"Multitaskers cannot filter out irrelevant information because their attention is overloaded with whatever tasks they are not
"In one experiment, Professor Nass showed a pair of red triangles surrounded by two, four, or six blue rectangles for a brief moment to both high multitaskers and low multitaskers (people who don't normally try to do more than one thing at a time). Then he showed the same picture again, sometimes altering the position of the red triangles. The subjects were told to ignore the blue rectangles and to judge whether the red triangles had changed position. What he found was the low multitaskers had no problem with this task. However, the high multitaskers performed horribly. They could not ignore the blue rectangles and they could not tell if the red triangles had moved. What this means is that multitaskers cannot filter out irrelevant information because their attention is overloaded with whatever tasks they are not doing. In other words, a multitasker cannot actually distinguish between relevant and irrelevant information because the multitasker does not really know what they are doing at any given moment."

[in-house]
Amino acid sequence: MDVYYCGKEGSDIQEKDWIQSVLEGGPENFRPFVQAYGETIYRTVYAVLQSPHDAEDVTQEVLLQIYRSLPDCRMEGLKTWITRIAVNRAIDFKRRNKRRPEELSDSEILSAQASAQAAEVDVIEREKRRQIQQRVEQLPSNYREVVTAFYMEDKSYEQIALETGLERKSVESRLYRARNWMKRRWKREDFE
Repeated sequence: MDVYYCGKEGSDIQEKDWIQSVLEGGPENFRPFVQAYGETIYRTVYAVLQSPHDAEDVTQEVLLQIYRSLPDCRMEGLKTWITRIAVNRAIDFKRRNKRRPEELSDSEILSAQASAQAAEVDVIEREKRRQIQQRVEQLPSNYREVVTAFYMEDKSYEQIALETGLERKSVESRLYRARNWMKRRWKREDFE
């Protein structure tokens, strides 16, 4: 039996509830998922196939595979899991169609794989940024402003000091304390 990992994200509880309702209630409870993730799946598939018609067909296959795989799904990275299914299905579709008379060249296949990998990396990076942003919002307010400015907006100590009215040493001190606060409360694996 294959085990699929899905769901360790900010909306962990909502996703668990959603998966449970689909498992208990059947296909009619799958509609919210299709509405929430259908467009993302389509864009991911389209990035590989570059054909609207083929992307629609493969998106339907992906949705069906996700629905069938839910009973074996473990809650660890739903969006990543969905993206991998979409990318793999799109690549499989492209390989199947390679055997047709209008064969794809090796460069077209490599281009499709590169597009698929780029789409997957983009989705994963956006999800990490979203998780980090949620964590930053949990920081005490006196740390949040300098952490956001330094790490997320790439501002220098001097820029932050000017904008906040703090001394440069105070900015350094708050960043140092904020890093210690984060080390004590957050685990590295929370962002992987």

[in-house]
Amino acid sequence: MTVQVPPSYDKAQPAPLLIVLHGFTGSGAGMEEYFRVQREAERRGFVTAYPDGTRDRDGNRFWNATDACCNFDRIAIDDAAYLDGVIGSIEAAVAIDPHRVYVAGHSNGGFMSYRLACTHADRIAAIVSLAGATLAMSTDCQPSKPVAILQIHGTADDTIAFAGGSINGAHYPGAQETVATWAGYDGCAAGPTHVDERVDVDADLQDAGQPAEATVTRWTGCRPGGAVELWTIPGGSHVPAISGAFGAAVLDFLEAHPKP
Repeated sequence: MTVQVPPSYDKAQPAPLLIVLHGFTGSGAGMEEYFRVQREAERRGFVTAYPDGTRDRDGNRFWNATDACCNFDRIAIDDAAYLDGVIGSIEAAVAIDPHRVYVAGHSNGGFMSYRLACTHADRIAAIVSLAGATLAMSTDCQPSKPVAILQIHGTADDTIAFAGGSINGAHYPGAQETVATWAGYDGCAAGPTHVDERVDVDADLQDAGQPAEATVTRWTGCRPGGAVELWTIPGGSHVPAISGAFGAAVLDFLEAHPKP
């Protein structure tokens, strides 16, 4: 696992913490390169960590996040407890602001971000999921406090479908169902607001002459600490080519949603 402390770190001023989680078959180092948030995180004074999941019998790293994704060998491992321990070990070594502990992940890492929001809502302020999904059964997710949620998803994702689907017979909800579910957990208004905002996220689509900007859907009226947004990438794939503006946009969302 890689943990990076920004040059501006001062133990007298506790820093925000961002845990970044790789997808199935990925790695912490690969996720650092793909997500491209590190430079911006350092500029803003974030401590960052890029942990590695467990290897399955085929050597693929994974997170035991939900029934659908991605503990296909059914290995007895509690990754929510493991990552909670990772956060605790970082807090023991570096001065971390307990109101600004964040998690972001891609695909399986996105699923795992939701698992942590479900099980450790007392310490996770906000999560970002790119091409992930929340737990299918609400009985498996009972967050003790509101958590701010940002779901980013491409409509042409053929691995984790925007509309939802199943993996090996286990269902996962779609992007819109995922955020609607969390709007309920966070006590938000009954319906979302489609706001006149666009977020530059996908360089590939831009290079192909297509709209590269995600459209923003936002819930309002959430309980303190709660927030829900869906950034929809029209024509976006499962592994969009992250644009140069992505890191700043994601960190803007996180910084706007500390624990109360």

"Autopilot: The Art and Science of Doing Nothing" by Andrew Smart
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